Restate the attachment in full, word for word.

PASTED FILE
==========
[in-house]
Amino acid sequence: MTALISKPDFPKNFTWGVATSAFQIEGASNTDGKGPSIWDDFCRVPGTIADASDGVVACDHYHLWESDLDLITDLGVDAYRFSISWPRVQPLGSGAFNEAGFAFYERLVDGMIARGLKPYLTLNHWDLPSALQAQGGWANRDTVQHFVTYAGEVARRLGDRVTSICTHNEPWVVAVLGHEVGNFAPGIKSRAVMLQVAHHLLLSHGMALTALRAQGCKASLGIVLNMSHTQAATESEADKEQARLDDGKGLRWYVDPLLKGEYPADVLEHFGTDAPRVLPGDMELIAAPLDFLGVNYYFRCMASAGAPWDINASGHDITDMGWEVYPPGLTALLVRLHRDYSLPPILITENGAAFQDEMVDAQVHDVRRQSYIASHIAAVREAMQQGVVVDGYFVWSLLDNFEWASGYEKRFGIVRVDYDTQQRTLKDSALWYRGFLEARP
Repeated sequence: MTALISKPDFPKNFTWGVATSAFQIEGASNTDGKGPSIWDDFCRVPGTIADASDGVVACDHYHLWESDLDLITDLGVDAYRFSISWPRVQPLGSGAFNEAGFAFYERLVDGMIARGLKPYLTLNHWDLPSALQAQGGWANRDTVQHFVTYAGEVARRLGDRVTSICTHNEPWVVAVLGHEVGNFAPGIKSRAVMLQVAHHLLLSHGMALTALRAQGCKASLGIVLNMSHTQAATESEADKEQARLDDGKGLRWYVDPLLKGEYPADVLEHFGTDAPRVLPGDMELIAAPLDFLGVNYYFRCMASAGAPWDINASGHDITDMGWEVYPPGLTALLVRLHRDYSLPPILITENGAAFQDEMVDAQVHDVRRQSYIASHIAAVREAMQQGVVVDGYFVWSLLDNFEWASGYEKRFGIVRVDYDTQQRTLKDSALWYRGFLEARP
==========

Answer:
[in-house]
Amino acid sequence: MTALISKPDFPKNFTWGVATSAFQIEGASNTDGKGPSIWDDFCRVPGTIADASDGVVACDHYHLWESDLDLITDLGVDAYRFSISWPRVQPLGSGAFNEAGFAFYERLVDGMIARGLKPYLTLNHWDLPSALQAQGGWANRDTVQHFVTYAGEVARRLGDRVTSICTHNEPWVVAVLGHEVGNFAPGIKSRAVMLQVAHHLLLSHGMALTALRAQGCKASLGIVLNMSHTQAATESEADKEQARLDDGKGLRWYVDPLLKGEYPADVLEHFGTDAPRVLPGDMELIAAPLDFLGVNYYFRCMASAGAPWDINASGHDITDMGWEVYPPGLTALLVRLHRDYSLPPILITENGAAFQDEMVDAQVHDVRRQSYIASHIAAVREAMQQGVVVDGYFVWSLLDNFEWASGYEKRFGIVRVDYDTQQRTLKDSALWYRGFLEARP
Repeated sequence: MTALISKPDFPKNFTWGVATSAFQIEGASNTDGKGPSIWDDFCRVPGTIADASDGVVACDHYHLWESDLDLITDLGVDAYRFSISWPRVQPLGSGAFNEAGFAFYERLVDGMIARGLKPYLTLNHWDLPSALQAQGGWANRDTVQHFVTYAGEVARRLGDRVTSICTHNEPWVVAVLGHEVGNFAPGIKSRAVMLQVAHHLLLSHGMALTALRAQGCKASLGIVLNMSHTQAATESEADKEQARLDDGKGLRWYVDPLLKGEYPADVLEHFGTDAPRVLPGDMELIAAPLDFLGVNYYFRCMASAGAPWDINASGHDITDMGWEVYPPGLTALLVRLHRDYSLPPILITENGAAFQDEMVDAQVHDVRRQSYIASHIAAVREAMQQGVVVDGYFVWSLLDNFEWASGYEKRFGIVRVDYDTQQRTLKDSALWYRGFLEARP